Process `blockLength`

samples starting from the estimated start position.

idx = sub2ind(size(commRxBuffer), d + (0:blockLength-1).', repmat(1:Nb, blockLength, 1)); commRxBuffer = commRxBuffer(idx);

Separate received signals from different transmitters by removing the outer codes.

commRxSignalDecoded = helperDecodeMIMOPMCW(commRxBuffer, H);

Process each received block one at a time.

rxDataBpsk = zeros([Nb-numSoundBlocks Ntx]); ir = 0; for i = 1:Nb if mod(i - 1, M) == 0 % Estimate channel matrix if unmodulated PRBS was transmitted channelMatrix = fft(commRxSignalDecoded(:, :, i))./prbsDFT; else % Perform channel equalization commRxSignalEqualized = (fft(commRxSignalDecoded(:, :, i)) .* conj(prbsDFT))./channelMatrix; y = ifft(commRxSignalEqualized); % Demodulate the signal to obtain the BPSK symbols. [~, idx] = max(abs(y), [], 'linear'); ir = ir + 1; rxDataBpsk(ir, :) = y(idx)/Nchip; end end

Plot the BPSK constelation for the received data.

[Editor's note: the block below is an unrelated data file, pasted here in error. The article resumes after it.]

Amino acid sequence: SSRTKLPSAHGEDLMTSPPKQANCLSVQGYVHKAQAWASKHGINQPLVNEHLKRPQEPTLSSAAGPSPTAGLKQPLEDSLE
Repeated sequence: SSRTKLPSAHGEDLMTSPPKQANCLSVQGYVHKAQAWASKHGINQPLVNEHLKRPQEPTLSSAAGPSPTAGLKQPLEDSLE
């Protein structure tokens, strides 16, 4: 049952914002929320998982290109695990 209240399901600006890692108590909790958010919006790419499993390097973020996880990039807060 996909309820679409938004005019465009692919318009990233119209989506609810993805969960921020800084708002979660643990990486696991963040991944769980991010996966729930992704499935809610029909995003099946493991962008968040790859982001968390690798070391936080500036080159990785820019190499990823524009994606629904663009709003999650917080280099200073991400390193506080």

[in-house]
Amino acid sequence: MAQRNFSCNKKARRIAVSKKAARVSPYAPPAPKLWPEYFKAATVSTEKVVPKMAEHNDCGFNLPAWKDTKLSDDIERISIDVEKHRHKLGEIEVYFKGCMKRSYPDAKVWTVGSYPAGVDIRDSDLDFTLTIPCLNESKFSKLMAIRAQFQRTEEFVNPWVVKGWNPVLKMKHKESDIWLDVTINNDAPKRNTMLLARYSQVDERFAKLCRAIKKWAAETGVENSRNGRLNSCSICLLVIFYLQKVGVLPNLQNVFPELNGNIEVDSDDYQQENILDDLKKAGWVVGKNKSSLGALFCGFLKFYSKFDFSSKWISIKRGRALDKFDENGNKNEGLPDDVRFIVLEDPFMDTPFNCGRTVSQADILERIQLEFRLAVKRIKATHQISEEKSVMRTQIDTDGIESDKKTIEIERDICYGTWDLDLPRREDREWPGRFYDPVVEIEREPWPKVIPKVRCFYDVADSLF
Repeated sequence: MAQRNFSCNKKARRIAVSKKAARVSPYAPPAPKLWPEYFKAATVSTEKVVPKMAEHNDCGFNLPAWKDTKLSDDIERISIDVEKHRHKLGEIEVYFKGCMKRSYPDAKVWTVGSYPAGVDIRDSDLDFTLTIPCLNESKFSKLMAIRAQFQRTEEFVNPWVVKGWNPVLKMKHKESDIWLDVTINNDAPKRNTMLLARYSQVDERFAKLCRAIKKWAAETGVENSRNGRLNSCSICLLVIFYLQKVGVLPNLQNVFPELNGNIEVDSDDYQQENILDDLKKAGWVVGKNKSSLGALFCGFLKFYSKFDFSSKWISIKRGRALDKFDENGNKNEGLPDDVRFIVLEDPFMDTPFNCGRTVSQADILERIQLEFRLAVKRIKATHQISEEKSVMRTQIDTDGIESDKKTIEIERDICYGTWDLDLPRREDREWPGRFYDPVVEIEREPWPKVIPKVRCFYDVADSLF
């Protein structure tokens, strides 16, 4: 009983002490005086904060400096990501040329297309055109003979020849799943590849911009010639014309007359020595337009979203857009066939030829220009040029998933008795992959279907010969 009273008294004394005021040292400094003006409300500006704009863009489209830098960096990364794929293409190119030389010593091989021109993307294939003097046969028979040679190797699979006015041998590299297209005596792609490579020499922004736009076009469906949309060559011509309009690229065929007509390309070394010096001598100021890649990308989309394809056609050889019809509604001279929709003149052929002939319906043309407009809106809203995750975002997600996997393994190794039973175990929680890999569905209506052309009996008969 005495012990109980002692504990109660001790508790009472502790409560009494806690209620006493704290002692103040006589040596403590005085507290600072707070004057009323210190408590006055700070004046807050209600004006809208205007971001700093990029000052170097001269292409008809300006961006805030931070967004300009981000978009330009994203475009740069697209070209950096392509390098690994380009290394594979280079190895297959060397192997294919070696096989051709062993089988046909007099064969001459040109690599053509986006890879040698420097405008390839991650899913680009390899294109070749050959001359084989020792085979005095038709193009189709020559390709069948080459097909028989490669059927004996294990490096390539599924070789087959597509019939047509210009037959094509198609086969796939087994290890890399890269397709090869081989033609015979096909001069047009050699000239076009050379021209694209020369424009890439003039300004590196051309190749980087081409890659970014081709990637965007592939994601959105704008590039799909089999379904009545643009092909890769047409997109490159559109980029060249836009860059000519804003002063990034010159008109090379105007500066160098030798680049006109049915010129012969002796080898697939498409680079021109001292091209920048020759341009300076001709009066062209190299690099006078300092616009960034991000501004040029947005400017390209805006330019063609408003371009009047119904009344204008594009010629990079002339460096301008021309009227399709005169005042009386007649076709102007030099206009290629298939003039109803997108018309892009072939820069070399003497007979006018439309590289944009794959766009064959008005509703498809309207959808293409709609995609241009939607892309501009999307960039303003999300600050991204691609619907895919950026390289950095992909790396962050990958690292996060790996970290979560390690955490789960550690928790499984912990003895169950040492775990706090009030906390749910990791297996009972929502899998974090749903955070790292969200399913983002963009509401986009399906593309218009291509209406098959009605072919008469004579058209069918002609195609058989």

refconst = pskmod([0 1], 2); constellationDiagram = comm.ConstellationDiagram('NumInputPorts', 1, ... 'ReferenceConstellation', refconst, 'ChannelNames', {'Received QAM Symbols'}); constellationDiagram(rxDataBpsk(:));

Compute the bit error rate.

rxDataBin = pskdemod(rxDataBpsk(:), 2); [numErr,ratio] = biterr(txDataBin(:), rxDataBin(:))

numErr = 0

ratio = 0

### Conclusion

This example simulates a radar-centric ISAC system. It begins by defining a scenario where a monostatic radar system simultaneously senses the surrounding environment and transmits a data payload to a downlink user. The setup includes a signaling scheme based on PMCW waveform and outer coding to implement a MIMO radar. Communication data is embedded into the transmitted radar waveform by multiplying the sequences transmitted by each transmit antenna with the corresponding data bits. The example shows transmission, propagation and reception of the generated waveform, followed by signal processing steps at both the radar and downlink user receivers. At the radar receiver, range-angle and range-Doppler responses are estimated, while at the downlink receiver, the transmitted data payload is recovered from the received signal.